The crux of the problem is the fast pace of residential development that has swept through north Brooklyn in the last ten years – a trend that will continue well into the future in Downtown and the surrounding neighborhoods. Merely keeping Downtown zoned to existing nearby schools is not a long-term solution because all of the schools that presently serve the area will eventually be overwhelmed by the crush. No planning or provisions were made by the city for a new school to serve this population boom which was directly facilitated by the Mayor Bloomberg’s  development initiatives. In fact, the Environmental Impact Study (PDF) for the rezoning of the neighborhood predicted that only 979 new residential units (at most) would be built as a result of the rezoning  – to date more than 6500 new units (including affordable housing)  have been built since 2004 and 15,000+ more units are on the way.   Something needs to happen now to accommodate all of the children coming to the neighborhood.

A little history: At the turn of the 20th century, Downtown Brooklyn was a thriving shopping destination filled with department stores, corporate headquarters, and many residents. It has gone through many changes in the last 50 years including two major attempts at urban renewal (the tearing down of the existing ‘slums’) which displaced many of the existing residents. These included the building of the Cadman Plaza civic center in the 50s/60s and then business/university-focused Metrotech in the 80s/90s. The elimination of the elevated tracks and building of subways early in the century reduced the corridor along Schermerhorn into a stretch of surface parking lots. In 2004 a new plan was unveiled to spur redevelopment in the  business/retail core.  For any of you who haven’t seen the videos, I urge you to watch and see what was envisioned for 2012 back in 2006. The slump in the economy in 2007 slowed things down, but now the pace of things are picking back up with gusto.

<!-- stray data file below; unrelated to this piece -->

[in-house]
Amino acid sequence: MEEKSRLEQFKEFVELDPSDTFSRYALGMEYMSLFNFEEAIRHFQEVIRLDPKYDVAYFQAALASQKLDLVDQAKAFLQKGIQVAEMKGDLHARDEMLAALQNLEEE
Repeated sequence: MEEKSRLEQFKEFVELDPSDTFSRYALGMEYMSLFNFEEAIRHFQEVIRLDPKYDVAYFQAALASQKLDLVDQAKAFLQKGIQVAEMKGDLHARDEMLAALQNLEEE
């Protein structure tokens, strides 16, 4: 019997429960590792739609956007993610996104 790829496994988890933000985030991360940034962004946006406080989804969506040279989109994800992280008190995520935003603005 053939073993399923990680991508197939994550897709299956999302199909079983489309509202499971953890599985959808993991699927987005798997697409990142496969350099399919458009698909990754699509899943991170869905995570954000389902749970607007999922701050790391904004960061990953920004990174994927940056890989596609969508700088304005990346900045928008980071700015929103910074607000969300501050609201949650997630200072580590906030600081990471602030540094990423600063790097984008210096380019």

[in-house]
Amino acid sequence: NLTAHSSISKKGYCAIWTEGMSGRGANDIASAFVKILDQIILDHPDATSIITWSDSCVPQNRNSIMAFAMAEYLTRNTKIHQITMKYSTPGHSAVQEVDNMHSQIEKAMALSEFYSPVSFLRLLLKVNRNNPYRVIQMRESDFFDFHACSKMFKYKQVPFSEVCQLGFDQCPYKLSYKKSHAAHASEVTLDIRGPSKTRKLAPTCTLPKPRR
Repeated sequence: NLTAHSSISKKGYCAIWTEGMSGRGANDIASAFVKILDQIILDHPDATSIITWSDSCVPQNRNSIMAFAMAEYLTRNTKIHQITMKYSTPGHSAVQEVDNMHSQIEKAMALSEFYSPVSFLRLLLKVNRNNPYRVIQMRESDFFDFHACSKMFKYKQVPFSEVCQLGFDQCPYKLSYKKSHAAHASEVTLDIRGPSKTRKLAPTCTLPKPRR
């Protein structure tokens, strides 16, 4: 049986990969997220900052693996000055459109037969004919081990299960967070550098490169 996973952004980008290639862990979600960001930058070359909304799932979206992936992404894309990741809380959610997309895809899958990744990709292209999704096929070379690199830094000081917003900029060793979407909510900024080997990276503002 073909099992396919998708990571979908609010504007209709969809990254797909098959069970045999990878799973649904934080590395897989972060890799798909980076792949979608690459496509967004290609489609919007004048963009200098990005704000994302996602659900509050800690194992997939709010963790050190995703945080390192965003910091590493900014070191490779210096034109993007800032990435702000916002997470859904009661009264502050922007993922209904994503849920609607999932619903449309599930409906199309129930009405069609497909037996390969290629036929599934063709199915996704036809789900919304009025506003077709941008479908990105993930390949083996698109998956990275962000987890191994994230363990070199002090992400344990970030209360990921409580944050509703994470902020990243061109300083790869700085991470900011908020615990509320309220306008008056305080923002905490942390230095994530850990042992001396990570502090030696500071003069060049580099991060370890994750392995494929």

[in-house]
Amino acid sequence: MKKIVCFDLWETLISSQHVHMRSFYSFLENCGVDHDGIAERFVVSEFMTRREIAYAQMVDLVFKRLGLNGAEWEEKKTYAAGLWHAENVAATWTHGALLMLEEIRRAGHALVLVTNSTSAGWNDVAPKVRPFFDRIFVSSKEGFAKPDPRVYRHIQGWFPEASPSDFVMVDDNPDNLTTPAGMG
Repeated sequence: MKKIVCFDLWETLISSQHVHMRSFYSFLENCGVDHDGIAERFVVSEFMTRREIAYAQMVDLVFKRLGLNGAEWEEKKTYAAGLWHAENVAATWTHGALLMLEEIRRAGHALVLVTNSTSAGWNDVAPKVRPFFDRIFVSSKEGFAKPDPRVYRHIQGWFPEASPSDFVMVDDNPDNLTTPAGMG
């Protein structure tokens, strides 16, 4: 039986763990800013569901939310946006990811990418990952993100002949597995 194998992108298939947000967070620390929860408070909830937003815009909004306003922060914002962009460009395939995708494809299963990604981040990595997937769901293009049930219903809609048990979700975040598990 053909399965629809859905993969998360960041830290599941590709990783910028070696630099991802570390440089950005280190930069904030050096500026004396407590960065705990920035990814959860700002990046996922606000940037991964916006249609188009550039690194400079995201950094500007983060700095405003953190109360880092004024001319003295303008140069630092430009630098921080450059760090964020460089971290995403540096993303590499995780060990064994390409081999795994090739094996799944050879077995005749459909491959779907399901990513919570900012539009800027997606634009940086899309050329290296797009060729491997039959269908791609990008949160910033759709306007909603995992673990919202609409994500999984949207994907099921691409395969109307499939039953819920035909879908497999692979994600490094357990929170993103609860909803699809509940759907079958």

A few stats to mull over:
  • Downtown Brooklyn was home to 400 people in 2001.  In 2011, the number was 12,000 and the latest estimates put it at 15,000 (plus 10,000 students living in dorms). The number of housing units is set to more than triple in the next 3-5 years.
  • The cost of building in Downtown Brooklyn has skyrocket from $50 to $350 per buildable square foot in the last 3 years..
  • Watch out, because even more (and more unplanned for) apartment units may coming flooding into the area in the next 5-10 years, affecting the schools. Downtown Brooklyn, Fort Greene and Vinegar Hill (next to DUMBO) are home to one of the largest concentrations of public housing in the city.   The New York City Housing Authority doesn’t have enough cash to cover the necessary maintenance of its aging stock of 178,895 units and is now proposing to build mixed income housing on empty parking lots, community centers,  and playgrounds within the complexes. Hundreds (or even thousands) of apartments could get built in the neighborhood as a result.
  • As big as this all is…2.9 million more square feet of development space is already entering the market as the Jehovah’s Witness’s sell of their massive holdings in Brooklyn Heights, DUMBO and Downtown Brooklyn.

Downtown Brooklyn isn’t the only new high-rise neighborhood in the city experiencing a population boom. However it is the only one without any new schools proposed, planned, or built. Here is a summary of how DoBro stacks up against Battery Park City, Long Island City, Williamsburg and Riverside South:

  • DOWNTOWN BROOKLYN: Upwards of 22,000 new residential units (50,000+ new residents) = 0 new schools (so far)
  • HUDSON YARDS: 20,000 new residential units = 1 new school (750 seats)
  • LONG ISLAND CITY/HUNTERS POINT SOUTH: 10,800 new residential units (27,000+ new residents) = 3 new schools
  • WILLIAMSBURG/GREENPOINT WATERFRONT:10,000 new residential units (24,000+ new residents) = 2 new schools 
  • BATTERY PARK CITY: 8600 new residential unit (13,500+ new residents) = 2 new schools
  • RIVERSIDE SOUTH (Upper West Side): 6500 new residential unit (13,600+ new residents) = 1 new school

It is time for action!